China Challenges Nvidia's Hold on Artificial Intelligence Chips
In July, China’s government issued a sweeping new strategy with a striking aim: draw level with the US in artificial intelligence technology within three years, and become the world leader by 2030. A call for research projects from China’s Ministry of Science and Technology posted online last month fills in some detail on the government’s plans. And it puts Silicon Valley chipmaker Nvidia, the leading supplier of silicon for machine-learning projects, in the cross hairs.
Source: Tom Simonite
The Ministry of Science and Technology document lays out 13 “transformative” technology projects where it wants to put government money in coming months, hoping for delivery by 2021. One is to invent new chips to run artificial neural networks, the form of software propelling the AI ambitions of Google and other tech companies.
One criterion for the project refers specifically to Nvidia: the ministry says it wants a chip that delivers performance and energy efficiency 20 times better than that of Nvidia’s M40 chip, branded as an “accelerator” for neural networks. Now two years old, the M40 is not Nvidia’s latest and greatest chip, but is still used in AI projects.
The Chinese government has targeted Nvidia before. An October call for research proposals from the National Development and Reform Commission included another request for high-powered AI chips. In August, an investment fund owned by China's State Development & Investment Corp. led a $100 million funding round in Cambricon, a Beijing AI chip startup. Cambricon announced two server chips early this month that might substitute for Nvidia chips in some AI projects if they live up to their billing.
Cambricon is part of a boom of Chinese companies and startups working on AI chips—mirroring one in the US that has seen startups and even Google look to challenge Nvidia. In October, Beijing’s Horizon Robotics, founded by veterans of search company Baidu, raised $100 million, and Deephi hauled in $40 million. Established gadget maker Huawei is collaborating with Cambricon on AI chips for phones and other devices.
Chinese officials and tech companies each have good reasons to target Nvidia, which has built a large, lucrative market supplying hardware to AI projects. The company’s stock-market value grew 10-fold in the past three years as more companies invested in AI. It has begun offering chips for robots, drones, and autonomous vehicles, and signed up partners like Toyota and Volvo.
On the government side, Chinese officials want a domestic supplier in part because of concerns about relying on foreign chips for military and other applications, says Elsa Kania, an adjunct fellow at think tank the Center for a New American Security.
The Chinese government faces many challenges in making its AI and hardware dreams come true. China produces more computer-science graduates and machine-learning research papers than the US. But the country still lags in the high-level expertise needed for advanced AI projects, says Kania.
China has struggled for years to make its chip industry more competitive with those from the US, Korea, and Japan. Attempts to foster alternatives to Intel and other US processors helped birth chips used in some of the country’s world-beating supercomputers, but not widely used alternatives for servers and PCs. Alibaba, China’s biggest cloud provider, relies on Intel and Nvidia chips, for example. “They may have aspirations, but when it comes to designing chips and building fabs to make them at scale the Chinese are still multiple generations behind,” says Paul Triolo, who tracks Chinese technology and related policy at Eurasia Group.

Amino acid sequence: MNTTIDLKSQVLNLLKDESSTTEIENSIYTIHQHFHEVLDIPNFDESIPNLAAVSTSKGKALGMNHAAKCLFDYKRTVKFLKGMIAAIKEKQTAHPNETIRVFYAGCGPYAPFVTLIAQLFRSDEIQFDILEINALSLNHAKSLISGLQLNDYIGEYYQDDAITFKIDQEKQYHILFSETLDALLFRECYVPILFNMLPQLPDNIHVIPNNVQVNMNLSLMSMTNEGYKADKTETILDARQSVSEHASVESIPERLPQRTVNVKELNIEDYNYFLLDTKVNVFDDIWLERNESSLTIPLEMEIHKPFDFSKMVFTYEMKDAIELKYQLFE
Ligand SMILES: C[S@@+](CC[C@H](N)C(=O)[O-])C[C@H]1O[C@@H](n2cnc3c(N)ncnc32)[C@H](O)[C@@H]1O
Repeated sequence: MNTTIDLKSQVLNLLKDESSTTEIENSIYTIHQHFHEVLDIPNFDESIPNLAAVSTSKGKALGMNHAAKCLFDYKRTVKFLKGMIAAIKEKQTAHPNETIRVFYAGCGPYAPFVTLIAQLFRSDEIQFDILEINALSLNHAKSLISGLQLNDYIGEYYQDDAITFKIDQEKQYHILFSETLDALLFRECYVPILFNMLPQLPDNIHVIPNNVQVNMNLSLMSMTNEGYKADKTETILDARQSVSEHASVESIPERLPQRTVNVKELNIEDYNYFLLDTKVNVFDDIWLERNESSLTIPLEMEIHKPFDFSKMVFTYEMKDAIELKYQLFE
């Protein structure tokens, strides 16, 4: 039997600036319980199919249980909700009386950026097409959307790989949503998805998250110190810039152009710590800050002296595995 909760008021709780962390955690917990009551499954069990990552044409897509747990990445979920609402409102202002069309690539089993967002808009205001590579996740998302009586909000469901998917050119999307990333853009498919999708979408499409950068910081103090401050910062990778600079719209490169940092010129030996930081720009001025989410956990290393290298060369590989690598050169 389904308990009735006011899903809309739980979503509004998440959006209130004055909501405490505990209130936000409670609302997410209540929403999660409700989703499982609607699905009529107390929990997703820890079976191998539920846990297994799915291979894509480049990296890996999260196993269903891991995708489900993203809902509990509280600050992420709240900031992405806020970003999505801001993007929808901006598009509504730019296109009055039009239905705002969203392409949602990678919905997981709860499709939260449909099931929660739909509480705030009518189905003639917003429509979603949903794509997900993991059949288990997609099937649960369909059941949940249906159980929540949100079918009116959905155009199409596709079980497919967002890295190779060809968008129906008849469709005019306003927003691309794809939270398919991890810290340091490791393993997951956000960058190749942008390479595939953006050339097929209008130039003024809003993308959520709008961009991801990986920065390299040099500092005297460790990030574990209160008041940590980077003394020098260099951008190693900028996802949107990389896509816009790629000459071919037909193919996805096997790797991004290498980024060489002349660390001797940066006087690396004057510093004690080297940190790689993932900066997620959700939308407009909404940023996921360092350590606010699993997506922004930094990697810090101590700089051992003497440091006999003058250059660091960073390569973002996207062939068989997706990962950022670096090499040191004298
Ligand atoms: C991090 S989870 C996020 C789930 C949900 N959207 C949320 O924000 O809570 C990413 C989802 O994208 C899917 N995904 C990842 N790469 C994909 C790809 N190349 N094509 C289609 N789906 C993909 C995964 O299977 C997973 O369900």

China’s chip initiatives have been hampered by wary US officials scrutinizing acquisitions of US semiconductor technology, who may soon turn warier. President Obama blocked a Chinese fund from acquiring a US chip firm in December 2016; President Trump quashed a similar deal in September. This month, a bipartisan group of lawmakers introduced bills to sharpen the teeth of the committee that advised on those decisions, in part motivated by China’s ambitions in chips and AI.
For now, few of China’s AI chip companies are directly attacking Nvidia’s core market selling chips for servers—despite the government’s apparent interest. Startups Horizon Robotics and Deephi, and the much larger Huawei, are instead focused on chips to bring AI functions such as understanding video to devices such as cars and cameras.
The healthy market for surveillance in China is one driver of that trend, says Chris Rowen, an investor who previously led Silicon Valley chip-design companies. Putting AI chips into cameras can make them capable of automatically spotting people, objects, or actions. Google recently touted the image-recognition ability of its Clips camera that boasts an AI chip, although it uses it that capability to take candid family snapshots, not for surveillance.
Rowen says China’s chip startups are also eyeing the vast market potential of putting AI functions into home appliances, car parts, and other Chinese-made gadgets. “The way to make this technology proliferate is to knock down the costs,” Rowen says.
Despite the emerging trans-Pacific competition in AI, there are not clear battle lines between Chinese and American companies. State-backed Cambricon is licensing designs from Silicon Valley chip designer Arteris for the “backbone” of interconnects that move data around a chip, for example. Intel led the $100 million funding round into Horizon Robotics, which is working on AI chips for autonomous vehicles, even though it has products of its own in that market. And in September, Nvidia CEO Jensen Huang announced new deals with Chinese internet giants Alibaba, Baidu, and Tencent. “China’s AI applications are going to be running on US hardware for a while, that’s the reality at this point,” says Triolo.